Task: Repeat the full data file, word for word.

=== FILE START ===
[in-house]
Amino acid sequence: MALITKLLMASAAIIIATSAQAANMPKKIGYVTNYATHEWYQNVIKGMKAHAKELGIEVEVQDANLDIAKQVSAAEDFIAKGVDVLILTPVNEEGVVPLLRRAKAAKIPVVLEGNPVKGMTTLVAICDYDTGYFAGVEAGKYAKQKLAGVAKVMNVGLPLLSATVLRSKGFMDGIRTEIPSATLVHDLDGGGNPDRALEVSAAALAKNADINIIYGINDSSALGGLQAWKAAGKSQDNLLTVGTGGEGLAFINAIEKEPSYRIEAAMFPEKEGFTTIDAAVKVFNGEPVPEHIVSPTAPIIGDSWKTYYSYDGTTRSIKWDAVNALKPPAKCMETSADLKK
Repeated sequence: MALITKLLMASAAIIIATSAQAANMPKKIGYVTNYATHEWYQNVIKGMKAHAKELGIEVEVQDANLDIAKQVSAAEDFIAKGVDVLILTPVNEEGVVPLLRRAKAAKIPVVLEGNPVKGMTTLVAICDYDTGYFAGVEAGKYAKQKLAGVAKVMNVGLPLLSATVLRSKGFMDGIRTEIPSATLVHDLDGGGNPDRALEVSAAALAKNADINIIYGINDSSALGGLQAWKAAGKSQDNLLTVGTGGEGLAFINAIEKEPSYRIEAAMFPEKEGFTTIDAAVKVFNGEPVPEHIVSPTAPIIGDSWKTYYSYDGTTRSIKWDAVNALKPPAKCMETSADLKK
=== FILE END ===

[in-house]
Amino acid sequence: MALITKLLMASAAIIIATSAQAANMPKKIGYVTNYATHEWYQNVIKGMKAHAKELGIEVEVQDANLDIAKQVSAAEDFIAKGVDVLILTPVNEEGVVPLLRRAKAAKIPVVLEGNPVKGMTTLVAICDYDTGYFAGVEAGKYAKQKLAGVAKVMNVGLPLLSATVLRSKGFMDGIRTEIPSATLVHDLDGGGNPDRALEVSAAALAKNADINIIYGINDSSALGGLQAWKAAGKSQDNLLTVGTGGEGLAFINAIEKEPSYRIEAAMFPEKEGFTTIDAAVKVFNGEPVPEHIVSPTAPIIGDSWKTYYSYDGTTRSIKWDAVNALKPPAKCMETSADLKK
Repeated sequence: MALITKLLMASAAIIIATSAQAANMPKKIGYVTNYATHEWYQNVIKGMKAHAKELGIEVEVQDANLDIAKQVSAAEDFIAKGVDVLILTPVNEEGVVPLLRRAKAAKIPVVLEGNPVKGMTTLVAICDYDTGYFAGVEAGKYAKQKLAGVAKVMNVGLPLLSATVLRSKGFMDGIRTEIPSATLVHDLDGGGNPDRALEVSAAALAKNADINIIYGINDSSALGGLQAWKAAGKSQDNLLTVGTGGEGLAFINAIEKEPSYRIEAAMFPEKEGFTTIDAAVKVFNGEPVPEHIVSPTAPIIGDSWKTYYSYDGTTRSIKWDAVNALKPPAKCMETSADLKK